Tuesday, September 22, 2015

On "Forty Years a Gambler on the Mississippi" by George H. Devol *

I'm not sure now where I read about this book--whether it was suggested to me on Good Reads or whether I came across it in some other work--but it was not nearly as interesting as I thought it might be. Devol's work is not an autobiography in a standard sense. Had it been, I might well have liked it. Instead, it is a collection of anecdotes about his life, more or less put down in the order in which he recalls them. There is no chronology, no narrative development. And many of the anecdotes are so similar in form that they become hard to distinguish from one another: Devol walks onto a boat (or a train), meets up with his partner, and plays cards with a group of suckers who don't know that Devol and the partner are in cahoots. Devol is a gambler, he says, but he doesn't seem to gamble much at all--he seems more often simply to be a cheater and a conman. Lose a few rounds to your friend, get everyone else thinking you're no good at the game, and then whallop them with a huge take at the end. And be sure to mark your cards.

The more I read, the more I despised this man, who thinks himself generous when he hands back enough money for some poor sucker to get home on, having taken him for all else he was worth. Sorry you won't get to buy that ranch you were looking forward to moving to or go duck hunting with that new gun you purchased or travel around the United States, having come here from Europe. Sure, one can argue that the people who agree to gamble with Devol are responsible for choosing to do so in the first place and thinking that they could cheat Devol out of his own cash, but sometimes, in reading, I found my heart renching for all that such men sometimes lost.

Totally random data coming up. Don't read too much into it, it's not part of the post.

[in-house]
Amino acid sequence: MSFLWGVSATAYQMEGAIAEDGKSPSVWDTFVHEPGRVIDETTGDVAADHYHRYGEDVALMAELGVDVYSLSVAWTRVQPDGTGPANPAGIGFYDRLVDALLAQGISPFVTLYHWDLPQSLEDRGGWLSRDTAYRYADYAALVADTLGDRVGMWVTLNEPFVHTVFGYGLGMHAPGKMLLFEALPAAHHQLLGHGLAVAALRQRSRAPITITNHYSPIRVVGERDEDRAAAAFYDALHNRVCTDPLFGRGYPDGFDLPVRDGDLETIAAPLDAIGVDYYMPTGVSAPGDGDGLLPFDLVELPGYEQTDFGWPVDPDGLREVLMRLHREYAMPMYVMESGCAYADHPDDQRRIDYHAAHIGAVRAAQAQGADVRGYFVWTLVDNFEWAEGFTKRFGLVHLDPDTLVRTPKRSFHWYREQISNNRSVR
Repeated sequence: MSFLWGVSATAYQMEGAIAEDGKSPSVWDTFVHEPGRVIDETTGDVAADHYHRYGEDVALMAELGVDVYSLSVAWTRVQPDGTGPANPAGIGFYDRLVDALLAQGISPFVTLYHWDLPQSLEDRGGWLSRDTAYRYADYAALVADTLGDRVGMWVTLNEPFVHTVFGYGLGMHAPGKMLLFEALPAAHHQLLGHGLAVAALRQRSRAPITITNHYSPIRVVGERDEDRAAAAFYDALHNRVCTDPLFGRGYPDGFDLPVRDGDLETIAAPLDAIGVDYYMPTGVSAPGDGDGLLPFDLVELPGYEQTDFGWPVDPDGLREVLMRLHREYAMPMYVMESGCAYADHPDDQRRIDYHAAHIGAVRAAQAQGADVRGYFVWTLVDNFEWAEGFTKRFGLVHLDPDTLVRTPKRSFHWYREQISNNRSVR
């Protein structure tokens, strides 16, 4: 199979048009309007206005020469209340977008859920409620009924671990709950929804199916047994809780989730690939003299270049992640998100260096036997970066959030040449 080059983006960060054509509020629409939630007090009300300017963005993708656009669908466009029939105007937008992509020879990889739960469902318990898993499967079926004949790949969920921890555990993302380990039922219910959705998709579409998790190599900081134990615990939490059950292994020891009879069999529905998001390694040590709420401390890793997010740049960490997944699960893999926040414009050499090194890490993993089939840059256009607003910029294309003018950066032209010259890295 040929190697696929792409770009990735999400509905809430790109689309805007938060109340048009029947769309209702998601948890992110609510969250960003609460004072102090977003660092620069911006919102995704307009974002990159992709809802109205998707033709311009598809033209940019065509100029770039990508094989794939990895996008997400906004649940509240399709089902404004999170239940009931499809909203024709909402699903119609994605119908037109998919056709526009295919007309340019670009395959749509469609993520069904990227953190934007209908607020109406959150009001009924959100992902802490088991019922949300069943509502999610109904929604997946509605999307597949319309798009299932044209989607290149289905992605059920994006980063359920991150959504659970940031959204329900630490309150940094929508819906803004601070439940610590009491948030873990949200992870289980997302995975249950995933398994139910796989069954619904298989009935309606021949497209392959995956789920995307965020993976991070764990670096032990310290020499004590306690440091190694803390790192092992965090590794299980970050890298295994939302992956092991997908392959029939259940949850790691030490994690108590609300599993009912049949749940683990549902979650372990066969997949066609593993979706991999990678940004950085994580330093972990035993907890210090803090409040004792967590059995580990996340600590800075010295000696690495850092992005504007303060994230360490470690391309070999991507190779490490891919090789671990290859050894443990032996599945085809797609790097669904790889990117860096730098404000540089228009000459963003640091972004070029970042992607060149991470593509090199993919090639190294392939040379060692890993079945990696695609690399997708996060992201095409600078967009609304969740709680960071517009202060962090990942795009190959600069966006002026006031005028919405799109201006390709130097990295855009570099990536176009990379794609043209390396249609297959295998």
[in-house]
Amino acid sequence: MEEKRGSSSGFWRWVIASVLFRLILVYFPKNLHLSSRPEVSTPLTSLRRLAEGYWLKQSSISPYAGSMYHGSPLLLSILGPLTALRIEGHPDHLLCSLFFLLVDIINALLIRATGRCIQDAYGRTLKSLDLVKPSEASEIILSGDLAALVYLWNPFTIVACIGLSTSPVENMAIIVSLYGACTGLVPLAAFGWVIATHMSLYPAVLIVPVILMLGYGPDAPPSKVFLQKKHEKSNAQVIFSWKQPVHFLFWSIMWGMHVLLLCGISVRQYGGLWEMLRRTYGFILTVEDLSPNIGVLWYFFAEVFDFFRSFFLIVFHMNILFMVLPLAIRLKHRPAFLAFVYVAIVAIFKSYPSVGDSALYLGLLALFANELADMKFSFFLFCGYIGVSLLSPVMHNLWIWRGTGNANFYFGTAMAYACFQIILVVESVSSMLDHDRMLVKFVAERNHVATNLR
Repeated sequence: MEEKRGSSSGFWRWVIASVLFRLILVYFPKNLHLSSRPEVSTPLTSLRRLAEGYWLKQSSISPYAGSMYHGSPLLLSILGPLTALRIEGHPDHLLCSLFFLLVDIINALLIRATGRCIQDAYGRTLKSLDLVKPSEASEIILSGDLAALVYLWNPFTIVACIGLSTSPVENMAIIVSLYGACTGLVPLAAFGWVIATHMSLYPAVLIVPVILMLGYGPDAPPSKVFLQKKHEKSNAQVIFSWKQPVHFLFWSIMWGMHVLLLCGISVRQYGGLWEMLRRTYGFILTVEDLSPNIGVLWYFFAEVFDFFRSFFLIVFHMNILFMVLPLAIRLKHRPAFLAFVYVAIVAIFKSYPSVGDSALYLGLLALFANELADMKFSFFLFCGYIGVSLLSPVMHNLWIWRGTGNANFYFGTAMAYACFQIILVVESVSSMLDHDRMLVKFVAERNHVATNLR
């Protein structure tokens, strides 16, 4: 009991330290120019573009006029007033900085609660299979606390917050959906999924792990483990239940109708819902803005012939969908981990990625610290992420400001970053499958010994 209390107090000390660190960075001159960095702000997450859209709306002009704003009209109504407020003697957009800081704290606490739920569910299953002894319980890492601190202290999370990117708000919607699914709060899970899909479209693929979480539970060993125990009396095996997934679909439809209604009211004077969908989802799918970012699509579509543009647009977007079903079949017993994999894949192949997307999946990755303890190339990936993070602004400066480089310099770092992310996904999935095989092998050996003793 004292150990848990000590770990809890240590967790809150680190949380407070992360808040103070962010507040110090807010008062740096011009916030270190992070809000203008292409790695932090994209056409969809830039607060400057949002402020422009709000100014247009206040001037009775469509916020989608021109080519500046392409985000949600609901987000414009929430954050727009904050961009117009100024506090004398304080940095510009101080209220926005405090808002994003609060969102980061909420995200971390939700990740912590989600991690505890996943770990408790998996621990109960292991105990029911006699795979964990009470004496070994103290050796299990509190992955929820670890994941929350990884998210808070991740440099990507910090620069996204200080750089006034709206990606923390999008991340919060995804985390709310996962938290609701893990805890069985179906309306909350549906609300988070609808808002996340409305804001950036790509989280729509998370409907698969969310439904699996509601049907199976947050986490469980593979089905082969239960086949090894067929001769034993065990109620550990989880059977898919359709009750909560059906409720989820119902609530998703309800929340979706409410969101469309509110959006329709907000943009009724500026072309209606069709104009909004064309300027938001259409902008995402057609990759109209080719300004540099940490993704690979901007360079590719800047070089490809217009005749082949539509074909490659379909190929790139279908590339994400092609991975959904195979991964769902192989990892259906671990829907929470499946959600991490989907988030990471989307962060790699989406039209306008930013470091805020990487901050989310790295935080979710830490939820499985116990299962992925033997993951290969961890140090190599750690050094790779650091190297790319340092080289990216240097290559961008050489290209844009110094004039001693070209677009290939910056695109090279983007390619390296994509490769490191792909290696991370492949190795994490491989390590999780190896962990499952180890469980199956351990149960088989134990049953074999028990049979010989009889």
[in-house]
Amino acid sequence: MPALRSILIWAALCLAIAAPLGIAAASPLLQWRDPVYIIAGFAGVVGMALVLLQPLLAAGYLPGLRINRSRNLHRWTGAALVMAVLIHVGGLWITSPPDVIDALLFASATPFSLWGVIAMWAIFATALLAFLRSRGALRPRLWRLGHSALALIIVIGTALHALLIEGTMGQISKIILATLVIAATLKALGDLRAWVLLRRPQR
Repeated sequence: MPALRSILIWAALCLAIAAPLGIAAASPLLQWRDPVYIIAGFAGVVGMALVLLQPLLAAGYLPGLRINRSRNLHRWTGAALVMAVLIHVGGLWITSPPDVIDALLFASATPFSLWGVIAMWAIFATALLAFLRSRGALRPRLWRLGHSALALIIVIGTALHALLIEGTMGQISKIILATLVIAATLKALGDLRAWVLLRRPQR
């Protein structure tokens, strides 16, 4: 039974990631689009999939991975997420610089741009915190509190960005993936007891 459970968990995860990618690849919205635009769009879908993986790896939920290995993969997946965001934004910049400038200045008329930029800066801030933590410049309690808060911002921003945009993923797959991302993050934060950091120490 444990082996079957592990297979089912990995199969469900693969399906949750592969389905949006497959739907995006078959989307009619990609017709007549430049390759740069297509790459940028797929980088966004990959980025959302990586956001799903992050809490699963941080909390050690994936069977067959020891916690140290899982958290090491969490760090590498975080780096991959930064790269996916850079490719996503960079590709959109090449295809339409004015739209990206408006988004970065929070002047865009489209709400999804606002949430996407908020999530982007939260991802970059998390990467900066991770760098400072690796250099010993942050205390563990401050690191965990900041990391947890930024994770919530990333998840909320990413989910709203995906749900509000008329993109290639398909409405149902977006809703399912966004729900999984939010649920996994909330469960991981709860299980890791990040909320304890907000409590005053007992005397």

Devol also spends a good time writing about his ability to fight--and especially to head butt. I'd thought the latter was something kids gave up by second grade. Devol claims to have a hard head that can take down anyone--but one he's used so frequently that is covered in abrasions.

And yet, the irony is that come Civil War time, Devol spends just a short period in the military, and coming to see the danger in war, runs off to return to gambling--and most especially to despoiling the soldiers who happen to come through New Orleans during and after the war. I can, I suppose, give Devol credit for showing his own dishonor and pure selfishness when it comes to national service.

Whatever I may think of Devol and his profession, Devol seems to think highly of it and of himself. He claims that gamblers are more honest folks than most of society, accepting their losses, when they happen, unlike some who try to recoup their "fairly" squandered money. Gambling, as Devol points out at the end, is something only human beings do, and as such, it shows off human intelligence.

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